Adapting from a Verga play about rustic chivalry, Pietro Mascagni wrote a little one-act opera in 1890 within which was stored this gem of a tune. Two years previously, an enterprising Milanese music publisher and agent announced a competition for unknown composers to submit their one-act operas which would be judged and the three winners performed out of the publisher's pocket. Despite hearing about it late in the day, Pietro hurried together his composition and managed to get it submitted on the very last day entries were being accepted. Lucky for us, he won.
He went on to write others, but none have the touching appeal of this work, perhaps because of the fact that the composer was undoubtedly focussed on the task at hand due to the lack of time he had to deal with it. It was and remains a phenomenally successful staging, but without any doubt the part most recoignisable is the Intermezzo section featured here, which the composer thought of as his masterpiece. Weepy in only the way that Italians can be weepy, it is played in the production to an empty stage following a spate of revelations about illicit seduction, betrayal, begging and someone being thrown to the ground. It's all here, folks.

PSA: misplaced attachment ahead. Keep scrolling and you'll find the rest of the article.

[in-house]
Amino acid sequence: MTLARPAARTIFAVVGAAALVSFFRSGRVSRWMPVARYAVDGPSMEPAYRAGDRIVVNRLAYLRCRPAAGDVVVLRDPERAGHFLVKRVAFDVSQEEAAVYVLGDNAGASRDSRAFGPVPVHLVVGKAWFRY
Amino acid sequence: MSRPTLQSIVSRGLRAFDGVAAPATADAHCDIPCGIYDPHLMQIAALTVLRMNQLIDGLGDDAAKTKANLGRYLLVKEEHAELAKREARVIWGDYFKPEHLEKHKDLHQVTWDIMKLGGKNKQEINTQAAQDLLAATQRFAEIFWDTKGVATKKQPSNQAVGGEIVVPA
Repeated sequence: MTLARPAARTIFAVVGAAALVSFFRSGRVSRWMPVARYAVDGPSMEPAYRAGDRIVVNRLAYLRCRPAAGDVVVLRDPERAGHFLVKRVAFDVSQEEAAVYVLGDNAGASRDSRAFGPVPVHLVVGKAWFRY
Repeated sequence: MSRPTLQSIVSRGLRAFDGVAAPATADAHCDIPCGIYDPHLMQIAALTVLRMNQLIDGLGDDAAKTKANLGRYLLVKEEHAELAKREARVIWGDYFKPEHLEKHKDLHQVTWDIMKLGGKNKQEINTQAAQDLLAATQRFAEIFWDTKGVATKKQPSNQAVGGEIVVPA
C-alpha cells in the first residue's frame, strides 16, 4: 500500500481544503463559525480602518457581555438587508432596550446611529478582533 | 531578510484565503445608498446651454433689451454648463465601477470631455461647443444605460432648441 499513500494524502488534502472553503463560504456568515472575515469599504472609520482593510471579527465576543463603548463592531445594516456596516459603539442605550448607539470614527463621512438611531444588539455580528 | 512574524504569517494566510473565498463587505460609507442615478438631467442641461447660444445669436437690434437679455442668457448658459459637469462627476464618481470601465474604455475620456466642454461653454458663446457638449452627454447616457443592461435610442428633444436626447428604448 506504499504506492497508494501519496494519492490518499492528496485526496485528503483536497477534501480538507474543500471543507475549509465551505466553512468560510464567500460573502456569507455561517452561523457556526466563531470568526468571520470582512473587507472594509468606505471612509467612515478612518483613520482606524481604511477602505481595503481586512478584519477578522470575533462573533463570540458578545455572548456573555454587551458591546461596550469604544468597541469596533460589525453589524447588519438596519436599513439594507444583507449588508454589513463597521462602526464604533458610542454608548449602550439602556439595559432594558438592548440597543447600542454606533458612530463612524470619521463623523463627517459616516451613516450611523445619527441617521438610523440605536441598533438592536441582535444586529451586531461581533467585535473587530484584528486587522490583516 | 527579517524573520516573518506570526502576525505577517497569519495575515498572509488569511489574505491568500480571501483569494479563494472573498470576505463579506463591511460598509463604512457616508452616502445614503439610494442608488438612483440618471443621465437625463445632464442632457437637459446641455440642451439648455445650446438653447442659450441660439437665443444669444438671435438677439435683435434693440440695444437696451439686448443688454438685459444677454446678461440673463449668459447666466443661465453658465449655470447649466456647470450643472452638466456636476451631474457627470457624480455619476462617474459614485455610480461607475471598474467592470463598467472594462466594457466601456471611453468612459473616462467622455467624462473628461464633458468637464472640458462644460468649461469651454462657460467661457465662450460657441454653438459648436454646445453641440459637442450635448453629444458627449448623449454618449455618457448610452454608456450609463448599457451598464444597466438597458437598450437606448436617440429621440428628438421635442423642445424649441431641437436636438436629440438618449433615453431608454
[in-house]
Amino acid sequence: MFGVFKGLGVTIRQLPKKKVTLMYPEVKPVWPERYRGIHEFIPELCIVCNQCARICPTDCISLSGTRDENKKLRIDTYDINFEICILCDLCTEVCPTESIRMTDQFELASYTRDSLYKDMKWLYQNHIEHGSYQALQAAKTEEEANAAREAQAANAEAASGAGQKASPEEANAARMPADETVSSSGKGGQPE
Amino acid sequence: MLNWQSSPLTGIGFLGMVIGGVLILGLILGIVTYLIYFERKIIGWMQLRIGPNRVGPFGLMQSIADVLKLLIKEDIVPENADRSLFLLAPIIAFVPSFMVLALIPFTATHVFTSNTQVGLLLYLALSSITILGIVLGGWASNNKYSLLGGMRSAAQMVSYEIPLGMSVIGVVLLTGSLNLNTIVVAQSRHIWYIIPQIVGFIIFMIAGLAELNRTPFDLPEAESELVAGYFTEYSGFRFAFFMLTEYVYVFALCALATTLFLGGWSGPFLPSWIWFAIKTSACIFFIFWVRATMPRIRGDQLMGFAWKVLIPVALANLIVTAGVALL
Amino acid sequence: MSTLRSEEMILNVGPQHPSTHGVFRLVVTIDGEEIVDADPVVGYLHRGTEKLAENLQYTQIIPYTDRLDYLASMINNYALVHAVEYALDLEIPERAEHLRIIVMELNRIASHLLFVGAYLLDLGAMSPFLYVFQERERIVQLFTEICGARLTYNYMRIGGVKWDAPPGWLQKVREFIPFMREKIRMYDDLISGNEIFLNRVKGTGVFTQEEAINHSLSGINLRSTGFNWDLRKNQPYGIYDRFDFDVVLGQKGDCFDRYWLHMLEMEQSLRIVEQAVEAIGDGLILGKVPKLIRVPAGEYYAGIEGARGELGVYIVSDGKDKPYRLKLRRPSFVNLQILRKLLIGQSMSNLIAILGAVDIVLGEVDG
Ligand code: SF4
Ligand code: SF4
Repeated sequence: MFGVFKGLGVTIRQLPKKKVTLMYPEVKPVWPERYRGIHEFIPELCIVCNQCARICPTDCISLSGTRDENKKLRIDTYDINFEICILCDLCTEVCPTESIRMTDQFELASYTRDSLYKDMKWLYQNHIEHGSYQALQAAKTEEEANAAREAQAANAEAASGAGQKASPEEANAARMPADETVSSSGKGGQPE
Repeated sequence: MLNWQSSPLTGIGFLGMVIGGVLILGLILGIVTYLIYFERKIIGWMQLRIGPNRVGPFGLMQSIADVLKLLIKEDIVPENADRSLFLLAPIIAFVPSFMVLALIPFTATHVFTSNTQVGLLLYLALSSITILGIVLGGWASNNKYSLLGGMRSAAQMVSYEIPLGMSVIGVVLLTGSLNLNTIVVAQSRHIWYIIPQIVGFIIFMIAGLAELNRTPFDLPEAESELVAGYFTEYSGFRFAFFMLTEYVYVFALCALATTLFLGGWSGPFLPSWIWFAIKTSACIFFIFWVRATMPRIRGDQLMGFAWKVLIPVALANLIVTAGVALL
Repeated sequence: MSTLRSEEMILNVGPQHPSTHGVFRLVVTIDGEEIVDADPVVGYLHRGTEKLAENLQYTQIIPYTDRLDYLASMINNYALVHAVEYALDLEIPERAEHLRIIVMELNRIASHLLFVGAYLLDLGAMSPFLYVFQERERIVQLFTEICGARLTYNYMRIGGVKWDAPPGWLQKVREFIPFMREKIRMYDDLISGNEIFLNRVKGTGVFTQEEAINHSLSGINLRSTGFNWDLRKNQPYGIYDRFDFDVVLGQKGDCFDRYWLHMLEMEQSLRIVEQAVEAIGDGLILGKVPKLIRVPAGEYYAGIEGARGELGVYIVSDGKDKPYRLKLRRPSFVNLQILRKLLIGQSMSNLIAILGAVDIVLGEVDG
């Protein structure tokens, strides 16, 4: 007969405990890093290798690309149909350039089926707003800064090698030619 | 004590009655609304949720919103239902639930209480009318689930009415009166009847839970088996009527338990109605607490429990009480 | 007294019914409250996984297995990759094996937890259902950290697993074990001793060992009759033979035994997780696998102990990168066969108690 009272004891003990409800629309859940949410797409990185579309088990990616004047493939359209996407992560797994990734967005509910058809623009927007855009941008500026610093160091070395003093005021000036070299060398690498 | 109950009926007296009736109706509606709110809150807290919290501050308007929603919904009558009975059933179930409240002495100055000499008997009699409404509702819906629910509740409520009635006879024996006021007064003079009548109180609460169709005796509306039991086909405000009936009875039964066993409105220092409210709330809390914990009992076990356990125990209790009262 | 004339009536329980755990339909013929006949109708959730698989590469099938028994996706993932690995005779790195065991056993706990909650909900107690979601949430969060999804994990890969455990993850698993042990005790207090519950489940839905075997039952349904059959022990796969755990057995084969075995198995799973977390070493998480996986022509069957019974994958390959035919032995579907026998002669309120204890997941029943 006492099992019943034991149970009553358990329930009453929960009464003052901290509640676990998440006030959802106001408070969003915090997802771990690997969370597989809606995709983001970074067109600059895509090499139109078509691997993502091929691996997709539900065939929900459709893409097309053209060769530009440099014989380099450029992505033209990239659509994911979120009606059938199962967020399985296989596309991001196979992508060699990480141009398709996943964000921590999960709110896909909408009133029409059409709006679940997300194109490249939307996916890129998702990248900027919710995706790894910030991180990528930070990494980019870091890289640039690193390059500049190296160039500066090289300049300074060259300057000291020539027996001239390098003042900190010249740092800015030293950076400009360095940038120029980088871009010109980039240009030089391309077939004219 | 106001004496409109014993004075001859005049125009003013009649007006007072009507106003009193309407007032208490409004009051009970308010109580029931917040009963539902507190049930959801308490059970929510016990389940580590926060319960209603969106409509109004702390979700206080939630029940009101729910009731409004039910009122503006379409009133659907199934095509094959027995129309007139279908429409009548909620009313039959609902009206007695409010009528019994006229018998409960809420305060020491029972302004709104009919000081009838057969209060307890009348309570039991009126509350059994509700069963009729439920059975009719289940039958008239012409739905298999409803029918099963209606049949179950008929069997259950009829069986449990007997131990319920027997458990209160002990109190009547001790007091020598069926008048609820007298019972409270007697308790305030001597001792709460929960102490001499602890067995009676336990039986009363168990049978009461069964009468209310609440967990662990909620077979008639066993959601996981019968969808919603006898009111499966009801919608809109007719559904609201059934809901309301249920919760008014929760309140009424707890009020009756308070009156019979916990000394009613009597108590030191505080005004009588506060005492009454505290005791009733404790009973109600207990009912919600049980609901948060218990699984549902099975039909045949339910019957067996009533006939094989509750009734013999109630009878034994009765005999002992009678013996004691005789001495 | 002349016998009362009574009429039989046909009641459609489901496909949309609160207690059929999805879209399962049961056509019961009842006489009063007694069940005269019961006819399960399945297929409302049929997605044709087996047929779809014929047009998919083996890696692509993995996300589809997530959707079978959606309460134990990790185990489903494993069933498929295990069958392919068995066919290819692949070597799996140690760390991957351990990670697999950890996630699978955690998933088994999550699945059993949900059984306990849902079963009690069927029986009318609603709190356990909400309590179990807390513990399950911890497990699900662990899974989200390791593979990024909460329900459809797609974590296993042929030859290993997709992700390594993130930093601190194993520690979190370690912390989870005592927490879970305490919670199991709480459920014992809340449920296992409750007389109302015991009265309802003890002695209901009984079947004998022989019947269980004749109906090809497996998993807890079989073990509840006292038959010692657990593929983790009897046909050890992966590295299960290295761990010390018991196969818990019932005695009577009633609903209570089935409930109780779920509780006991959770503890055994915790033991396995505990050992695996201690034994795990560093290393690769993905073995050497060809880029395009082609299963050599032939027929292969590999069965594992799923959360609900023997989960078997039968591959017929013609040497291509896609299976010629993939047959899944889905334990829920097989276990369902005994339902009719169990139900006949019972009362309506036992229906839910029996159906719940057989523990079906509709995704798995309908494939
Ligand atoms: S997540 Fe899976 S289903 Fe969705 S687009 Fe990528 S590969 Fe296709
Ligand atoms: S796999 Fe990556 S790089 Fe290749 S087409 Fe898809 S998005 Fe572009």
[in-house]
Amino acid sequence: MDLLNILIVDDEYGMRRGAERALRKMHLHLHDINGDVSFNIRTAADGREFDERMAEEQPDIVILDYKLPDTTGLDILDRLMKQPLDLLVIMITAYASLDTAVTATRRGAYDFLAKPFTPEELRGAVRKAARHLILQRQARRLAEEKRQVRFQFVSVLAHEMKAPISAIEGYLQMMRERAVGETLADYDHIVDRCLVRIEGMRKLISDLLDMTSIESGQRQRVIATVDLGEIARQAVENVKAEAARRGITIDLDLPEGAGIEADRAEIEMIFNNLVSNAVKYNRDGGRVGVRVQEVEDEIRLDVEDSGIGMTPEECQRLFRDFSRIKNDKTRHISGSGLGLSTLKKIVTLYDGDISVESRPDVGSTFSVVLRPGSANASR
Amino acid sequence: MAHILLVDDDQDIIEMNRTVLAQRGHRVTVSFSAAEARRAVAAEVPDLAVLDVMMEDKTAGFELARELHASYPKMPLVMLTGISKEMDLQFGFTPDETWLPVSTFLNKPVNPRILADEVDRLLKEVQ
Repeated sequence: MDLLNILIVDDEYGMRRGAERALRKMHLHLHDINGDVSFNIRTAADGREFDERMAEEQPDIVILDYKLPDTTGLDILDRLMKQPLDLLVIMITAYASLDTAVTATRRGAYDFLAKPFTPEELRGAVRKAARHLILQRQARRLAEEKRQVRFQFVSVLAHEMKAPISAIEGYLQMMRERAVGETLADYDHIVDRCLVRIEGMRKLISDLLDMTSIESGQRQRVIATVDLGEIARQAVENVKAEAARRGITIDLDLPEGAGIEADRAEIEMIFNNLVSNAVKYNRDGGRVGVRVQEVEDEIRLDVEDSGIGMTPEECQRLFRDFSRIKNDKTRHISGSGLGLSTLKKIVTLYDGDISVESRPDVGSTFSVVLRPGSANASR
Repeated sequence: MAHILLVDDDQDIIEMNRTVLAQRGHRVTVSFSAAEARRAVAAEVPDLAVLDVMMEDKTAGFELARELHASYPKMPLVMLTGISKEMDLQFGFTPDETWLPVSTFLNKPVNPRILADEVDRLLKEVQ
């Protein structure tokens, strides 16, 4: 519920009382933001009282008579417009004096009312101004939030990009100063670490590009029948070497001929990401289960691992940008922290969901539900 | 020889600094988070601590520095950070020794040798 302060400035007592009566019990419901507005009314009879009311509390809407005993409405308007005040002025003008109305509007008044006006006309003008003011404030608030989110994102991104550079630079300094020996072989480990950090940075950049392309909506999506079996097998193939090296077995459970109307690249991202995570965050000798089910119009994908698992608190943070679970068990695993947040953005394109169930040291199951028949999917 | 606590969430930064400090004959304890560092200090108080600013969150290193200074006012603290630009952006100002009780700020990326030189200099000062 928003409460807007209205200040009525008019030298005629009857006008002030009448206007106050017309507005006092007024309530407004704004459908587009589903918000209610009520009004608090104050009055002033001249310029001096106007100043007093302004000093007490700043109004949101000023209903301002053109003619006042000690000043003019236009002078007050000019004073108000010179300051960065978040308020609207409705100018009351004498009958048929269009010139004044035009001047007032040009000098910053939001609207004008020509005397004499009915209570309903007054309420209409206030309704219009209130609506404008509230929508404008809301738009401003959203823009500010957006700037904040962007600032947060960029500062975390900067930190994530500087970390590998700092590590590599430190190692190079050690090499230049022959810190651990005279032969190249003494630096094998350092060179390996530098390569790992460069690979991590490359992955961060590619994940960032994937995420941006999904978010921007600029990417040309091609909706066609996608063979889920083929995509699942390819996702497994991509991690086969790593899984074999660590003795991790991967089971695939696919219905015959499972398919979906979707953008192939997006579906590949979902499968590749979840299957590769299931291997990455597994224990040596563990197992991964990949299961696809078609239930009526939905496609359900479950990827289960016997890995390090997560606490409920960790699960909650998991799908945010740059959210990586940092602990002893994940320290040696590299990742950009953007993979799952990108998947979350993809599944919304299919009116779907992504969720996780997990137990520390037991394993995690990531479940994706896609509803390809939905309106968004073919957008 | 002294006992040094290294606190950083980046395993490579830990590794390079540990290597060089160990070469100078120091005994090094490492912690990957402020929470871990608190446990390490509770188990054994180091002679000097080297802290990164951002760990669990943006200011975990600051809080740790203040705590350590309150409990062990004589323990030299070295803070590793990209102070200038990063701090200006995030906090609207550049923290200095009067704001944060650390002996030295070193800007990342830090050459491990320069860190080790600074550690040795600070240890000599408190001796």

Those less enchanted with the miserable world of Italians of the 19th Century might be better acquainted with this tune as the theme to Raging Bull, which is another tale of miserable Italians, just a few years later. Got to love them, don't you?
Instrumentation: Mellotron M400 and MkV Playing
FLAC version here.